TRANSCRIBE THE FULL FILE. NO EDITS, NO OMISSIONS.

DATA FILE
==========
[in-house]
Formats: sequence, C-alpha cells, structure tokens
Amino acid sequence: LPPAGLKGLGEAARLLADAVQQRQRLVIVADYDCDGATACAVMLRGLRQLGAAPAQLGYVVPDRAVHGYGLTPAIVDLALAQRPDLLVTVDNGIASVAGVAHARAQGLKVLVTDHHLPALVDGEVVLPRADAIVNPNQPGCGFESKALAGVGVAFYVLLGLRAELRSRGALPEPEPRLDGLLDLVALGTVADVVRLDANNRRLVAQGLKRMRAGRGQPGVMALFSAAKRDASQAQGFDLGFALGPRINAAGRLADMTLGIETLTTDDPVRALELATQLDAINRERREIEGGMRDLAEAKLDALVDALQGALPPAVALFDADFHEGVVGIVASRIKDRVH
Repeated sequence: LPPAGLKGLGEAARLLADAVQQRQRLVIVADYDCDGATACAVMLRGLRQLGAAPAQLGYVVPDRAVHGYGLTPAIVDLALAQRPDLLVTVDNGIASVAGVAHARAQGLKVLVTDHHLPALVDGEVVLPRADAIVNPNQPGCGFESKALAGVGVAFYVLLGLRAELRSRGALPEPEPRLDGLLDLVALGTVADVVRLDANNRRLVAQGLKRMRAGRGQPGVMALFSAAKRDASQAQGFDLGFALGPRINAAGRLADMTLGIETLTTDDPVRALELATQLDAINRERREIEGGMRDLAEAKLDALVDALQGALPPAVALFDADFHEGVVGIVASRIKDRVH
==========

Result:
[in-house]
Formats: sequence, C-alpha cells, structure tokens
Amino acid sequence: LPPAGLKGLGEAARLLADAVQQRQRLVIVADYDCDGATACAVMLRGLRQLGAAPAQLGYVVPDRAVHGYGLTPAIVDLALAQRPDLLVTVDNGIASVAGVAHARAQGLKVLVTDHHLPALVDGEVVLPRADAIVNPNQPGCGFESKALAGVGVAFYVLLGLRAELRSRGALPEPEPRLDGLLDLVALGTVADVVRLDANNRRLVAQGLKRMRAGRGQPGVMALFSAAKRDASQAQGFDLGFALGPRINAAGRLADMTLGIETLTTDDPVRALELATQLDAINRERREIEGGMRDLAEAKLDALVDALQGALPPAVALFDADFHEGVVGIVASRIKDRVH
Repeated sequence: LPPAGLKGLGEAARLLADAVQQRQRLVIVADYDCDGATACAVMLRGLRQLGAAPAQLGYVVPDRAVHGYGLTPAIVDLALAQRPDLLVTVDNGIASVAGVAHARAQGLKVLVTDHHLPALVDGEVVLPRADAIVNPNQPGCGFESKALAGVGVAFYVLLGLRAELRSRGALPEPEPRLDGLLDLVALGTVADVVRLDANNRRLVAQGLKRMRAGRGQPGVMALFSAAKRDASQAQGFDLGFALGPRINAAGRLADMTLGIETLTTDDPVRALELATQLDAINRERREIEGGMRDLAEAKLDALVDALQGALPPAVALFDADFHEGVVGIVASRIKDRVH